I know, I know, I was so excited about Tolkien's translation of Beowulf being published and then it took me over a month to get through it. But you know, for being a translation of what is not a hugely long poem, this is a thick volume. It's over 400 pages, being composed of: the Preface, the Introduction to the Translation, the translation itself, Notes on the text of the Translation, Introductory note to the Commentary, Commentary, Sellic Spell, and The Lay of Beowulf. It isn't just one read: it's a lot of material.
I've found that what interested me most when I moved through everything was not the translation. The three times that I read Beowulf in college, it was Seamus Heaney's version--and I think that one was, in a way, a more pleasant read than Tolkien's. But, of course, Tolkien never published his translation--and he did most of it when he was still fairly young; so, as Christopher Tolkien constantly asserts, you can't just look at it on its own. What I enjoyed most was finding parallels to his Middle-earth writings, whether in content, approach, or language. And it was a change from Heaney's version to see how Tolkien wrote in prose while still maintaining something of the beat or flow of words from the old manuscript. Anyway.
I didn't read all of the commentary. Sorry, I'm still enjoying being out of school so I didn't quite feel like going through all of it--plus, I never studied Old English, so much of the material regarding the translation is sort of beyond my scope. But when I got over to Sellic Spell towards the end, oh, that was when I got happy. Sellic Spell was Tolkien's way of imagining what the Beowulf story would have been like closer to its original form, back when it was still a folk tale. It's about 26 pages of straightforward language, and it is fantastic.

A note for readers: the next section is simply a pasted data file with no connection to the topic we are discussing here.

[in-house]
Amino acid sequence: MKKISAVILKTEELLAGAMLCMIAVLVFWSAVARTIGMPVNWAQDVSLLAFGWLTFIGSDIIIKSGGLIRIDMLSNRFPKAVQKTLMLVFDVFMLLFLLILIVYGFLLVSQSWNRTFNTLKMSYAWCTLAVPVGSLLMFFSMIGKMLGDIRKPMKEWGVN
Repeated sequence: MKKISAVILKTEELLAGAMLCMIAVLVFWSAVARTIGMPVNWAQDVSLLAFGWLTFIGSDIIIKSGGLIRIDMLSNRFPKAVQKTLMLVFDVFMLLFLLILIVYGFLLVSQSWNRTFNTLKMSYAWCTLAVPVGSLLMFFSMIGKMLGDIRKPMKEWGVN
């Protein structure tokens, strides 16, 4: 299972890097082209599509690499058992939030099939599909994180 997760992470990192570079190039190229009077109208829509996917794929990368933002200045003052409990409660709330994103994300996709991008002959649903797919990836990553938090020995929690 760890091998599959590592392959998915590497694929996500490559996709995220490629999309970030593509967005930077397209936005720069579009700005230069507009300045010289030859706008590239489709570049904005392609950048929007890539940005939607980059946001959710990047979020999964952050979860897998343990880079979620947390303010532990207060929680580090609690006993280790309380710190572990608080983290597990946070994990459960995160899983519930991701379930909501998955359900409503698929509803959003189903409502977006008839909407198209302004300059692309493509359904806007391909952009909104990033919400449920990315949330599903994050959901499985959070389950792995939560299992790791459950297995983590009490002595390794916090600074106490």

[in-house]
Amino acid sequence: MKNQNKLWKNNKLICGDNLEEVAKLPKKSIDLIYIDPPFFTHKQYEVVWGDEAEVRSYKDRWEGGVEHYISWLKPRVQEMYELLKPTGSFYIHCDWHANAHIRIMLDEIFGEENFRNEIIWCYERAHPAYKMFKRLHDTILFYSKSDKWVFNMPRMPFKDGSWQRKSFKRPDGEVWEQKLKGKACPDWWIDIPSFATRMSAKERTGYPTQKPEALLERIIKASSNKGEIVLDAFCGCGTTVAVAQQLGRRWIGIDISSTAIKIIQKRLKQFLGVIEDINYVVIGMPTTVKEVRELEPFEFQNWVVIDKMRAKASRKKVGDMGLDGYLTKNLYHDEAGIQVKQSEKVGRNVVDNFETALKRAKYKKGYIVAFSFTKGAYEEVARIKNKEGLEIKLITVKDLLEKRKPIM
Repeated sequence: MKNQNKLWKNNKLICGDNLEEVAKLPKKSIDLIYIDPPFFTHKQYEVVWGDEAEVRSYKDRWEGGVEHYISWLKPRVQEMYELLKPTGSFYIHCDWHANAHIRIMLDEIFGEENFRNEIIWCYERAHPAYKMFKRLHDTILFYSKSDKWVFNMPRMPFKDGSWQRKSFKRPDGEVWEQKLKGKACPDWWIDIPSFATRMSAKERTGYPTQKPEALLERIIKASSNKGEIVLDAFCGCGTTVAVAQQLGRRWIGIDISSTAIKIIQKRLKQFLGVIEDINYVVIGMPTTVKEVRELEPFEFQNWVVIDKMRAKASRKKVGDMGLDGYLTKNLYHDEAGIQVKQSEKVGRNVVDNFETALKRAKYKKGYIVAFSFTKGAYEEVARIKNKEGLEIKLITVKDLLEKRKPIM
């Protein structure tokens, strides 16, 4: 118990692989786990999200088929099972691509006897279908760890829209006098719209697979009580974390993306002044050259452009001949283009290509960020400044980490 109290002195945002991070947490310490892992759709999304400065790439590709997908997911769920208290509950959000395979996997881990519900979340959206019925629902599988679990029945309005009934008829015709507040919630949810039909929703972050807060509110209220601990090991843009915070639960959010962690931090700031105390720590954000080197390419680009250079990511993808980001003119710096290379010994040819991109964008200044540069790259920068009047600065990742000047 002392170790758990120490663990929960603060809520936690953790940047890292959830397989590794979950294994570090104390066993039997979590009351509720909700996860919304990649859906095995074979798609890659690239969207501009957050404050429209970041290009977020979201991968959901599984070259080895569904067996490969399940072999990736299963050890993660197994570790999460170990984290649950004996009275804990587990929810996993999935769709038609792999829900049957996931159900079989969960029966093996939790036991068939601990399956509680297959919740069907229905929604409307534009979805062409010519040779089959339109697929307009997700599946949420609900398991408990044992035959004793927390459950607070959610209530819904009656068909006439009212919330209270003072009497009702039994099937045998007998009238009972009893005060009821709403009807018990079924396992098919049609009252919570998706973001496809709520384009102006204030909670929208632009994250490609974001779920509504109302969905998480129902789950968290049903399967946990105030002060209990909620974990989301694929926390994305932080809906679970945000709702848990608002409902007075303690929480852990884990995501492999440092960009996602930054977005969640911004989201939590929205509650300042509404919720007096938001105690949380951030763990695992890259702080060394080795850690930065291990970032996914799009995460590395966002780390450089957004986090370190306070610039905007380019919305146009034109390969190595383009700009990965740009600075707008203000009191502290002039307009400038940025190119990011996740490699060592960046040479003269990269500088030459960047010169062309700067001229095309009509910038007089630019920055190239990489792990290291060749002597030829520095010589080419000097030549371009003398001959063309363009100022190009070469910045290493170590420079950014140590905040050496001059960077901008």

Sellic Spell concisely brings in the significant portions of Beowulf's story. Beowulf (renamed Beewolf) becomes a hero all over again, someone admirable and courageous and strong and noble. The action becomes perilous and exciting. The monsters, they're good. And if your interest is in crossovers with Middle-earth, you'll find some. The inklings of Theoden and Rohan and Eowyn, Wormtongue and Gollum and the Black Riders, Aragorn in his isolation and in all his glory. Oh, yes, and then there is The Lay of Beowulf. The two poems bring back memories of Tolkien's poems about Nimrodel and Amroth, Gil-galad, and the others. My college professor who taught the Beowulf and Lord of the Rings classes must be having a field day.
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